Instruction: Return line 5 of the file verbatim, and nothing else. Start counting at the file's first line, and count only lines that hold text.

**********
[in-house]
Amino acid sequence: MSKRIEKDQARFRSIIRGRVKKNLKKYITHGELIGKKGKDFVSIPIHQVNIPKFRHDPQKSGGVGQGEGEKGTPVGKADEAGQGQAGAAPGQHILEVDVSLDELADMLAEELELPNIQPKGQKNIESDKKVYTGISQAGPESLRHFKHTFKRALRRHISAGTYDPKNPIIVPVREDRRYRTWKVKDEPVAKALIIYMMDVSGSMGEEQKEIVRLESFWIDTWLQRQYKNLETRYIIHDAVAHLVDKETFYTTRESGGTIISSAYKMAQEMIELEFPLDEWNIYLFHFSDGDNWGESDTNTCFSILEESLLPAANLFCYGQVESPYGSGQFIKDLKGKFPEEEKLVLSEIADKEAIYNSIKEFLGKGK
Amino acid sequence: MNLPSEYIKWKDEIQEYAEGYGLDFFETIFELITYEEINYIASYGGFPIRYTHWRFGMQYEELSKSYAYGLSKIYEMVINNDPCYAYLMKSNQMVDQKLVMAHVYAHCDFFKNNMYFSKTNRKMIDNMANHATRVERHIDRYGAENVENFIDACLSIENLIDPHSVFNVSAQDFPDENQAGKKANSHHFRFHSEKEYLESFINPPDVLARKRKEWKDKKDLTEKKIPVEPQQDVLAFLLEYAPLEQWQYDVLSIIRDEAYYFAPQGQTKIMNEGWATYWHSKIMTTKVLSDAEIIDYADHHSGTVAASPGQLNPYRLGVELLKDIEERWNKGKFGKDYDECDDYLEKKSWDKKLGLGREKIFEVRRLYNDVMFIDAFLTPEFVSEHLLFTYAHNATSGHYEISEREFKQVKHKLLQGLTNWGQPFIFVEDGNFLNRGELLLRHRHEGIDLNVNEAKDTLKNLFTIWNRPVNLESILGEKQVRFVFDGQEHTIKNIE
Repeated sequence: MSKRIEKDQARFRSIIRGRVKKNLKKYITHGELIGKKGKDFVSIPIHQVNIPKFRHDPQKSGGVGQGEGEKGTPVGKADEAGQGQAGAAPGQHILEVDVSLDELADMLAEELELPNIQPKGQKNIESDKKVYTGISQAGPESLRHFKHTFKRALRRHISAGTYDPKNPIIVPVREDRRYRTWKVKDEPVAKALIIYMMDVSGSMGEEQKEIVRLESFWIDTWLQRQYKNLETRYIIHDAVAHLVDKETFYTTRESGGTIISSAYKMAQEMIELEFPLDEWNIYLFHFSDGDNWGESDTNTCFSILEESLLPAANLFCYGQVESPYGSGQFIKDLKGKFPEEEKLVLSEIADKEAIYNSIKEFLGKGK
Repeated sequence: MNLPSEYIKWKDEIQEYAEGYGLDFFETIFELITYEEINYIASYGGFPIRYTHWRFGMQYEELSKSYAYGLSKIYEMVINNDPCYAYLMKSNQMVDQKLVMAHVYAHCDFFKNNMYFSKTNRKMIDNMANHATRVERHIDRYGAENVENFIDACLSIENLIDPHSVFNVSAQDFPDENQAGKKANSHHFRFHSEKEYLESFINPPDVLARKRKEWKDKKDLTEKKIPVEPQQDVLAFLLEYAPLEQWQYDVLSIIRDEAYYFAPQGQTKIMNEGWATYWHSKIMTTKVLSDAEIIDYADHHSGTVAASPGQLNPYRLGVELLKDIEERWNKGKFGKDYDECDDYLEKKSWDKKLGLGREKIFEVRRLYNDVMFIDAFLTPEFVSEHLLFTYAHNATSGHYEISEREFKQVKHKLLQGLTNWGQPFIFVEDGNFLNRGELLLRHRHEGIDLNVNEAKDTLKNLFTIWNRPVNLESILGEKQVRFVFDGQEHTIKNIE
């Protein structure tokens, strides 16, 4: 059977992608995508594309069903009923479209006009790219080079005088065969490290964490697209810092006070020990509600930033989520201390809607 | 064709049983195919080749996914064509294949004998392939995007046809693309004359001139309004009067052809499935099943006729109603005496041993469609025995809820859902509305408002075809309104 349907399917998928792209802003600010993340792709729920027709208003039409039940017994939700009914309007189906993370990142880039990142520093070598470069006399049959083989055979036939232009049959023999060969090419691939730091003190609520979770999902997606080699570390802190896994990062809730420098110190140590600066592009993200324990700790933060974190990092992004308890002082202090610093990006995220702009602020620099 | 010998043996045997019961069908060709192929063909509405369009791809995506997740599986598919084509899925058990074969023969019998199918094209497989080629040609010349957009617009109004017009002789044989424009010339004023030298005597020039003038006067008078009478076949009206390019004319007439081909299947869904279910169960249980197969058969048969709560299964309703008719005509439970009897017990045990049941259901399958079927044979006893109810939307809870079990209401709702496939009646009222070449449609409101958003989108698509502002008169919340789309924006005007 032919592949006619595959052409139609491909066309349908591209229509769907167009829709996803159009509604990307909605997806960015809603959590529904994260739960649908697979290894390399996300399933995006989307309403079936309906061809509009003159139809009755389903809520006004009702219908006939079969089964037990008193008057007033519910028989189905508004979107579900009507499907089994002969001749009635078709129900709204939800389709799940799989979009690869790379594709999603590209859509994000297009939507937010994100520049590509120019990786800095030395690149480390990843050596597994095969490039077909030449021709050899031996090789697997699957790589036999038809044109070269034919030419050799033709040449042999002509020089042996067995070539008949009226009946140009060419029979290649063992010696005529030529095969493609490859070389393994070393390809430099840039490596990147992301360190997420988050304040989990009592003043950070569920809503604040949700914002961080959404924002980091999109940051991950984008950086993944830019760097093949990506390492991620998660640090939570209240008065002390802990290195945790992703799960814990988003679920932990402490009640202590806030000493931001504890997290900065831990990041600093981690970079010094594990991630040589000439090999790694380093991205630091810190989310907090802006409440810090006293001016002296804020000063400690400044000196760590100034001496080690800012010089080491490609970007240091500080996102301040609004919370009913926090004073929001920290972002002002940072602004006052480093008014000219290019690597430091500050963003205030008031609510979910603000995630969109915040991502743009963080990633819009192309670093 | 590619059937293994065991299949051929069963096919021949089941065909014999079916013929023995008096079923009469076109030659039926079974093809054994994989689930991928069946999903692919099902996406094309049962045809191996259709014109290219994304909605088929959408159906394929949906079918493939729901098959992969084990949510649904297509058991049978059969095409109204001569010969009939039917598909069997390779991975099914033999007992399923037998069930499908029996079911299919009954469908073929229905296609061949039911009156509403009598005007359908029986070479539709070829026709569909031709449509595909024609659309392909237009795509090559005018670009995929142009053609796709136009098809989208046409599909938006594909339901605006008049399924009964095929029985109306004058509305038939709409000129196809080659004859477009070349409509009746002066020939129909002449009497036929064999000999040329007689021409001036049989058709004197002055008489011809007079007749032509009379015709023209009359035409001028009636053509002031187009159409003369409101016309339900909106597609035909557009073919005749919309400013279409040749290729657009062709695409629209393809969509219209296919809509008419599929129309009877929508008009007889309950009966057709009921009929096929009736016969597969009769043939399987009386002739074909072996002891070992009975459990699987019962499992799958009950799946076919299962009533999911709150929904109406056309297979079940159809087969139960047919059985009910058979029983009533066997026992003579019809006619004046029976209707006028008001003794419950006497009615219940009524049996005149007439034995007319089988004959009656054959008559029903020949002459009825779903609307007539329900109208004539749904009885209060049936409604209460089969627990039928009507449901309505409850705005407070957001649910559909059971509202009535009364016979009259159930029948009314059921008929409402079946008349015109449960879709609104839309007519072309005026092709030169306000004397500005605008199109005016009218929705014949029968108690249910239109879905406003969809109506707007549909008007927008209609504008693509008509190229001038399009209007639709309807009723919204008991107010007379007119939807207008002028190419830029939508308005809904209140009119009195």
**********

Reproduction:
Repeated sequence: MNLPSEYIKWKDEIQEYAEGYGLDFFETIFELITYEEINYIASYGGFPIRYTHWRFGMQYEELSKSYAYGLSKIYEMVINNDPCYAYLMKSNQMVDQKLVMAHVYAHCDFFKNNMYFSKTNRKMIDNMANHATRVERHIDRYGAENVENFIDACLSIENLIDPHSVFNVSAQDFPDENQAGKKANSHHFRFHSEKEYLESFINPPDVLARKRKEWKDKKDLTEKKIPVEPQQDVLAFLLEYAPLEQWQYDVLSIIRDEAYYFAPQGQTKIMNEGWATYWHSKIMTTKVLSDAEIIDYADHHSGTVAASPGQLNPYRLGVELLKDIEERWNKGKFGKDYDECDDYLEKKSWDKKLGLGREKIFEVRRLYNDVMFIDAFLTPEFVSEHLLFTYAHNATSGHYEISEREFKQVKHKLLQGLTNWGQPFIFVEDGNFLNRGELLLRHRHEGIDLNVNEAKDTLKNLFTIWNRPVNLESILGEKQVRFVFDGQEHTIKNIE